I’m forever indebted to my younger colleagues who bring such perspective and humor to the workplace.

I can’t imagine an atmosphere occupied by only older people, like me.

At 62, I know that, realistically, my life is two-thirds over, and when I actually said those words for the first time, they sounded very scary.

But being with young people really makes me forget about my age, which is a good thing.

I remember my late father-in-law, who died at 98, saying he loved being a college professor because he was around young people all the time and they made him feel young.

He stayed “young” until he was very old in years. He loved to socialize, converse and stay active, even when he had macular degeneration so bad he could see practically nothing.

But you’d never know it.

One time we were shopping in a department store in Massachusetts, and he said he’d like to just sit up front by the cashiers and wait for us. We shopped maybe 15 minutes, and when we went to check out, there was Frank, chatting up all the store clerks who formed a ring around his chair, laughing as he told his famous jokes.

When Frank was in his mid-90s and heading toward moving into an assisted living facility, he said to me one day: “I don’t want to go into a nursing home because they’re full of old people!”

Frank may have been old in years, but he was forever young.

My mother was the same way. She had a youthful nature and was active until her body wouldn’t let her be, physically, at least. She died at 92.

She loved having people around, going for a ride, reading books, laughing and having a party. The more the merrier.

My colleague, Emily, is 23 and reminded me the other day that I am older than her mother, which at first glance could have made me feel ancient.

But while contemplating topics for my next column, Emily posed an idea, one I sloughed off until she kept bugging me to do it.

“What are your hopes and dreams?” she asked. “Write about that.”

I told her I was too old to have hopes and dreams — that those types of columns are for people her age.

She persisted, asking me to cite some of the things I hope to do before I die.

“What’s on your bucket list?” she said.

I began to scour my brain for answers. I don’t think anyone has ever asked me that question.

When I identified one thing I’d like to do before I croak, Emily would ask for another.

If I couldn’t think of anything right off, she’d ask again.

My short list began to grow.

I want to go horseback riding, like I did, a lot, when I was young. I want to find a stable that takes good care of its horses and offers trail riding for people of all ages.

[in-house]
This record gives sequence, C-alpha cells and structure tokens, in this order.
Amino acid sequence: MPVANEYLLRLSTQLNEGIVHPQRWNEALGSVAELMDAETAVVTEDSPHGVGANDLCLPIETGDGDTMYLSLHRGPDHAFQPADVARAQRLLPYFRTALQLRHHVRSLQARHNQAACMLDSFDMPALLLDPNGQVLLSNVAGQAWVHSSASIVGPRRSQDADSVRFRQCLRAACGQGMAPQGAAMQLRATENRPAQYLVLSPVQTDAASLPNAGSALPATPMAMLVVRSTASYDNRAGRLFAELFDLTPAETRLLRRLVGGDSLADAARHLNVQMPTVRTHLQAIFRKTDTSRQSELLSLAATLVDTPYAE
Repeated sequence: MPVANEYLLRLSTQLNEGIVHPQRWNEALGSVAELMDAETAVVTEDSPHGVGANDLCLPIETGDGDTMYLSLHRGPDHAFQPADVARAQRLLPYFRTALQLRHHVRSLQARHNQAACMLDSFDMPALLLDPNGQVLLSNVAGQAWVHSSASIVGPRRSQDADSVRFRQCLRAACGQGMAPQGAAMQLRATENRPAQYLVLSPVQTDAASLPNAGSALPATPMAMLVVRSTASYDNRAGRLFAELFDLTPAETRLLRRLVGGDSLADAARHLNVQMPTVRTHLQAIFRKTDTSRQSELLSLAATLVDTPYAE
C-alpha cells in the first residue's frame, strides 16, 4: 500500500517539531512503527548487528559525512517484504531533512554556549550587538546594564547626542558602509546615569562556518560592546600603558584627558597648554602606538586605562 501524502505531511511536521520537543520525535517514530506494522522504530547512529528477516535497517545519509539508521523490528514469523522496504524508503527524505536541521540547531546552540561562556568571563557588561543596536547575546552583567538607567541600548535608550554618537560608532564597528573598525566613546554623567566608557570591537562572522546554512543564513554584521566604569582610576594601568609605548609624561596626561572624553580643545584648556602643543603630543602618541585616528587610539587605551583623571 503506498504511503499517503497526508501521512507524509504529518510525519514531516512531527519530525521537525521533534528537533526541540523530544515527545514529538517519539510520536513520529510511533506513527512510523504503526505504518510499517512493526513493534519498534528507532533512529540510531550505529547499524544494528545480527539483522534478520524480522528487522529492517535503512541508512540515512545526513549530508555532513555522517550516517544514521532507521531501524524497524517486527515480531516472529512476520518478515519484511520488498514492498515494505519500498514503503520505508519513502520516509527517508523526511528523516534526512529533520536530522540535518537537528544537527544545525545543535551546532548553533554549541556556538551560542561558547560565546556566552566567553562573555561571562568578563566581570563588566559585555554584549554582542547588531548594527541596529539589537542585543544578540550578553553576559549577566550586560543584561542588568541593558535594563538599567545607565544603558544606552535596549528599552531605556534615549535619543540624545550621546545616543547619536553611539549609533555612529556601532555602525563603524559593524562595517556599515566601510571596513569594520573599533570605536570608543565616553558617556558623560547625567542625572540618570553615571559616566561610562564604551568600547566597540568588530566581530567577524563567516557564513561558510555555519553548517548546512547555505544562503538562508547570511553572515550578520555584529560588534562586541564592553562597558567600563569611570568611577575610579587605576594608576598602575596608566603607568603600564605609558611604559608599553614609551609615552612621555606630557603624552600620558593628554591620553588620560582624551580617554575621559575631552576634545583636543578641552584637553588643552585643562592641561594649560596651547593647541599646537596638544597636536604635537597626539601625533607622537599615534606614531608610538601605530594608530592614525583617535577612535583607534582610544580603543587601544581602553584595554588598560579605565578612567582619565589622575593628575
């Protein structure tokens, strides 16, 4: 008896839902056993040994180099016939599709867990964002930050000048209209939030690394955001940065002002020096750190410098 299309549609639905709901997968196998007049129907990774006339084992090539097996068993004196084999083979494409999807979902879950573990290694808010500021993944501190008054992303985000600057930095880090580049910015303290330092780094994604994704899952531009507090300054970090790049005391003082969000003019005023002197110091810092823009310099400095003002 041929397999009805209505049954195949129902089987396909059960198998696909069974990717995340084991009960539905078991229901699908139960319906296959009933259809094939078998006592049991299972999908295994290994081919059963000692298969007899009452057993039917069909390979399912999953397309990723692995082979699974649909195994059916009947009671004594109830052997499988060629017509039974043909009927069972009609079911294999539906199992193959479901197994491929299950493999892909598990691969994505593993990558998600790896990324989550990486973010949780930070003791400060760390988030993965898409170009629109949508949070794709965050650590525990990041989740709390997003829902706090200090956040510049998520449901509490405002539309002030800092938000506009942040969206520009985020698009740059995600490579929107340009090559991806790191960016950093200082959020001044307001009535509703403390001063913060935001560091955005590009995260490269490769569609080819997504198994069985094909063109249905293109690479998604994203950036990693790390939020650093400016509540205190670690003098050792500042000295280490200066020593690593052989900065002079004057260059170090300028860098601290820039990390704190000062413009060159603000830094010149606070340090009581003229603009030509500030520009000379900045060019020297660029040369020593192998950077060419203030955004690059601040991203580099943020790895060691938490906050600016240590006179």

I want to go to Scotland, home of my paternal grandmother, who moved to the U.S. when she was young. I want to see the things she saw, hear her Scottish accent, and walk terrain she walked — which she always told me was much like Maine.

I’d also like to publish a book, though I’m thinking it might just be a collection of my columns.

Staying a whole week on the Maine coast, in a house right on the beach, would be lovely.

And I’d be delighted to spend a week eating authentic Mediterranean food — my favorite.

I want to return to Vienna and the Musikverein concert hall to hear the Vienna Symphonic Orchestra play Strauss again.

It’d be fun to see some Broadway shows in New York — something I haven’t done in years — and spend some time in Washington, D.C.

Beyond that, I’d simply like to have leisure time to read lots of books, cook meals and bake, using some of the zillions of recipes I have clipped from magazines over the years and those I copied from my mother’s handwritten favorites.

“See?” Emily said. “You’re never too old to have hopes and dreams.”

I like the way she thinks. And, thanks to her, I gleaned a column out of it, too.

But more than that, for an hour or so I managed to get out of my day-to-day mindset, spread my wings and dream a little.

There’s a lot we older folks can learn from our younger peers.

Anyone who tells you different is just plain misinformed.

Amy Calder has been a Morning Sentinel reporter for 30 years. Her column appears here Mondays. She may be reached at [email protected]. For previous Reporting Aside columns, go to centralmaine.com.

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